November 22, 2013 |
Ira Lubert's Valley Forge Casino Resort was fined $200,000 Wednesday by the Pennsylvania Gaming Control Board for violating rules on special offers to attract customers. The fine was the biggest single one yet levied by the board. The hearing in Harrisburg included a testy statement by board chairman William H. Ryan, who accused Valley Forge of intentionally violating regulations to get around the rules governing the type of casino operated by Lubert, a venture capitalist and real-estate investor.
April 7, 2013 |
LAKEWOOD, N.J. - Residents of a homeless encampment in the woods near the Jersey Shore have agreed with government officials on the details of a plan to close down the camp after its 80 or so residents have found homes. Both sides in the seven-year dispute have signed a consent order and submitted it to a judge, who is expected to approve it soon. The parties reached an agreement in principle last month. The consent order spells out how Lakewood's Tent City will close down and was sent to Superior Court Judge Joseph Foster on Thursday.
March 8, 2013 |
Montgomery Chemicals L.L.C. will pay a $36,000 penalty as part of a settlement with the U.S. Environmental Protection Agency for violating methanol emissions rules at its Conshohocken chemical manufacturing facility, the EPA announced Thursday. The company produces methanol, a hazardous air pollutant, during the manufacturing of sodium borohydride, a bleaching agent used by the paper industry. The agency alleges the company violated the Clean Air Act related to methanol emissions, monitoring, recordkeeping and reporting.
June 27, 2012 |
ATLANTIC CITY - Twenty-one workers at the Tropicana Casino & Resort who took part in a traffic-blocking protest outside the casino's main entrance this month will remain suspended for 30 days. The casino could have fired the workers, Tropicana president Tony Rodio said. "It was the leadership of the union that misled the workers into making a bad decision, and it wouldn't have been fair to make them lose their jobs for the mistakes of their union leaders," he said. A Superior Court judge granted the Tropicana a restraining order Monday prohibiting Local 54 of the Unite Here union from conducting similar protests or interfering with the casino's business, Rodio said.
June 14, 2012 |
Philadelphia Orphans' Court Judge John W. Herron said at hearing Tuesday that he would sign a consent order allowing the Temple University Health System to complete its previously announced purchase of the nonprofit Fox Chase Cancer Center. The judge's responsibility was to ensure that none of Fox Chase's $40.9 million in restricted charitable assets would be diverted in the deal, which is expected to close July 1. The next step for Temple is the sale of $318.2 million in bonds, of which $83.88 million will be paid to Fox Chase's bank lenders to settle all outstanding financial obligations of Fox Chase.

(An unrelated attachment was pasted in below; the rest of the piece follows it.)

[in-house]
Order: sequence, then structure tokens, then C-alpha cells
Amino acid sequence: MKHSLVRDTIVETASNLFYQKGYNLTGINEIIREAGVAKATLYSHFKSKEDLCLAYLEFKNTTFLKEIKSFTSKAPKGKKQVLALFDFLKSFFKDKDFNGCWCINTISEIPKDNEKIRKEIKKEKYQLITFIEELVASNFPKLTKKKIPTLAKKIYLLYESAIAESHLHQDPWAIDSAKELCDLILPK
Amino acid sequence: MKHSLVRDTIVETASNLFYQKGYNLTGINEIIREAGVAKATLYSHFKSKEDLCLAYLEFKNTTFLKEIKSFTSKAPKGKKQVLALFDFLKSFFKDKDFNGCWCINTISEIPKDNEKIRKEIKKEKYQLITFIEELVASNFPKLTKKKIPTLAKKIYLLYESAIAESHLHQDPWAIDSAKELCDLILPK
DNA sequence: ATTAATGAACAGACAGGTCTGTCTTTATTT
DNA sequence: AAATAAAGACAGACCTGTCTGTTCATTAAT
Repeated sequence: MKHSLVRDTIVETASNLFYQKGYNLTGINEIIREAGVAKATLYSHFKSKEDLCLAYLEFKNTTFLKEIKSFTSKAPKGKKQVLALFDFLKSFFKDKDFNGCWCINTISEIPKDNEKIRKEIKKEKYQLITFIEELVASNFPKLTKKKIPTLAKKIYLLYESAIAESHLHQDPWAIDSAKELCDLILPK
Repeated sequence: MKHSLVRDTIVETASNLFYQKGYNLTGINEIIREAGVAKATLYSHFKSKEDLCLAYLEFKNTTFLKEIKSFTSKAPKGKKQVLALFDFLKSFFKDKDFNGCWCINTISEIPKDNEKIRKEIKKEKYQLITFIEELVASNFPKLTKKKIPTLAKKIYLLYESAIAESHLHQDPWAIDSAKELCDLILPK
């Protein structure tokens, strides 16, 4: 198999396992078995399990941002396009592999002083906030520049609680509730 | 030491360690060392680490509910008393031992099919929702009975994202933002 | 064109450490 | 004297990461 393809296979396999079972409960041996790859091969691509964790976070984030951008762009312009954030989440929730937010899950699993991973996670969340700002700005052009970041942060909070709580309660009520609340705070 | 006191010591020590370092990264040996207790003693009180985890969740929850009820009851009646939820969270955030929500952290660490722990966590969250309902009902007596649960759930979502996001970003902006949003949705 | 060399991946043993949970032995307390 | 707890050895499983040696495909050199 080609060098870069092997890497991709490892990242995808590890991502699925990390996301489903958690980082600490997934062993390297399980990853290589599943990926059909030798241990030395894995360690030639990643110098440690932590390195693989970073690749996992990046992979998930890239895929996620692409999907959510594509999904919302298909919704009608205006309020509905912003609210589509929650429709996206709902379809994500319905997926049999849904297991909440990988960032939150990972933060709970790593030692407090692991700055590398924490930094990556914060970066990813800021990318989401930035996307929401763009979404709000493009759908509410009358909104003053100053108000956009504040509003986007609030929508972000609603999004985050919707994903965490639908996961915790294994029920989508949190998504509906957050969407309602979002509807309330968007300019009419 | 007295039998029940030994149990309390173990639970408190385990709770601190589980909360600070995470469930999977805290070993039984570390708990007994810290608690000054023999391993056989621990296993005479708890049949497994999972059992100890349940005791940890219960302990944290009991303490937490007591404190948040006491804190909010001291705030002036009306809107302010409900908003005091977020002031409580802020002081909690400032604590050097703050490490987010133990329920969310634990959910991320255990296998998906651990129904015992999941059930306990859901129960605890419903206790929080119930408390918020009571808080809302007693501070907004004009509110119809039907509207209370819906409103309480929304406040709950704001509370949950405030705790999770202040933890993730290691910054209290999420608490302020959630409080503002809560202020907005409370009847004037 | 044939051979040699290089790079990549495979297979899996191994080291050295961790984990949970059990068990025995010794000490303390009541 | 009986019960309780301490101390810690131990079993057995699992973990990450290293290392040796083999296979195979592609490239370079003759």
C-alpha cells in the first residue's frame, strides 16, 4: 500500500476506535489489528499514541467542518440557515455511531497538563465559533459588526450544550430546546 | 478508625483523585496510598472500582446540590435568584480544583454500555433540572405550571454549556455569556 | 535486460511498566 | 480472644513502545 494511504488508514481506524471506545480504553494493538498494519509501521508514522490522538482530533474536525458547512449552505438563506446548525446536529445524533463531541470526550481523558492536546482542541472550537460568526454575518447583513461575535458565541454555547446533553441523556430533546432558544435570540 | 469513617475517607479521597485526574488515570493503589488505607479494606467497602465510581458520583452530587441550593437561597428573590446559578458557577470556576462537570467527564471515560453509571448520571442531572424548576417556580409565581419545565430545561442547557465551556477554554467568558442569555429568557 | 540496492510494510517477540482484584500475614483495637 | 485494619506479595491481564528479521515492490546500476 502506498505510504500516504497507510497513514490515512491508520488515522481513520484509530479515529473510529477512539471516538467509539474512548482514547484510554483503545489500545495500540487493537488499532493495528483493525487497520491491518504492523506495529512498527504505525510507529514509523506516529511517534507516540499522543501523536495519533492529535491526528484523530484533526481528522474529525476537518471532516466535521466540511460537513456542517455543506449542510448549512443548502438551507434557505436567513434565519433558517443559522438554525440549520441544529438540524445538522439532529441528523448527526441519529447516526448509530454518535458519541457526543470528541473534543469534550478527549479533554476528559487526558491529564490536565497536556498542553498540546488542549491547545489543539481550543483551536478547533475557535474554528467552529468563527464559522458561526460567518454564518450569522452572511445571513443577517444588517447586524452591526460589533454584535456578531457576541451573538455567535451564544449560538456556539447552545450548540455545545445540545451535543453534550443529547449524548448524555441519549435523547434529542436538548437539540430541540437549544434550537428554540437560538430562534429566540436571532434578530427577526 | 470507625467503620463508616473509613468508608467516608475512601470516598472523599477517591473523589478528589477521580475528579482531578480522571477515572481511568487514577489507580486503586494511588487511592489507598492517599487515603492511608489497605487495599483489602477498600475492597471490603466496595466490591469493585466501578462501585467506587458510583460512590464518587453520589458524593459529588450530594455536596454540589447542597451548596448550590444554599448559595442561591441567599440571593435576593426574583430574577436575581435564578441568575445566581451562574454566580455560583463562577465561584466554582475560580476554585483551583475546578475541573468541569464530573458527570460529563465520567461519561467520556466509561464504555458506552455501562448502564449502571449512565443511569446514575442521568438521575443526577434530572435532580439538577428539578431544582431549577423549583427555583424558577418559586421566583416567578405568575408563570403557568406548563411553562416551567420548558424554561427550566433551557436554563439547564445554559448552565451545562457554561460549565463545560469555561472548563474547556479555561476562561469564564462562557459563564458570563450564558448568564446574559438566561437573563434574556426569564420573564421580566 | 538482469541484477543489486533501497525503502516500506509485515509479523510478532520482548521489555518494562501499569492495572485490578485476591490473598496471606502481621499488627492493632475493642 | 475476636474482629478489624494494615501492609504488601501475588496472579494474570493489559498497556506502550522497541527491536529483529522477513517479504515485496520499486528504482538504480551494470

September 8, 2011
Stonebridge Financial Corp., the parent of Stonebridge Bank in Exton, entered a restrictive agreement with the Federal Reserve Bank of Philadelphia designed to conserve financial resources for the bank, which has lost $10.8 million over the last four quarters and has seen its equity decline by $18 million, or 46 percent, in that period. The agreement, dated Sept. 1 but released Thursday, prohibits privately held Stonebridge Financial from paying dividends or redeeming stock or debt without permission from the Fed, which regulates bank holding companies.
September 17, 2010 |
Malvern Preparatory School agreed to return $700,000 received from convicted Ponzi schemer Joseph S. Forte, according to a consent order signed Thursday by Judge Paul S. Diamond of the U.S. District Court in Philadelphia. The settlement ends a heated legal fight between the private Main Line school and the court-appointed receiver who is trying to recoup money for investors who lost $35 million in the fraud by Forte, who is serving a 15-year prison term. The receiver, Marion A. Hecht, had first demanded that Malvern Prep return $900,000 allegedly donated by Forte, a former trustee and volunteer strength coach at the school who pledged $1 million for a strength-and-conditioning center.
July 8, 2010 |
Donald D. Kennedy Jr., 79, a former executive with National Liberty Corp., the Valley Forge insurance firm, died of esophageal cancer Saturday, July 3, at his home in Radnor. Born in Philadelphia, Mr. Kennedy graduated from Pomfret (Conn.) School in 1949 and earned a bachelor's degree in sociology at Princeton University in 1953. After serving as a Marine officer for two years, Mr. Kennedy spent summers as director of Camp Kieve, founded by his family, in Nobleboro, Maine, before graduating from the University of Pennsylvania Law School in 1960.
April 25, 2007 |
A Maryland health-insurance firm run by Tom Knox was fined $125,000 by state regulators in 2004 for hiring a convicted embezzler, in violation of federal rules - and for keeping him on the payroll after promising to remove him. Knox, a Philadelphia mayoral candidate who has pledged to end corruption and cronyism at City Hall, hired the felon in 2000 as a compliance officer for Fidelity Insurance, which Knox had bought the previous year. As compliance officer, David S. Fishbone was responsible for making sure Fidelity acted within the law. Fishbone had been sentenced to four years in federal prison in 1995 after pleading guilty to looting six estates of more than $1 million when he was a bankruptcy lawyer in Philadelphia.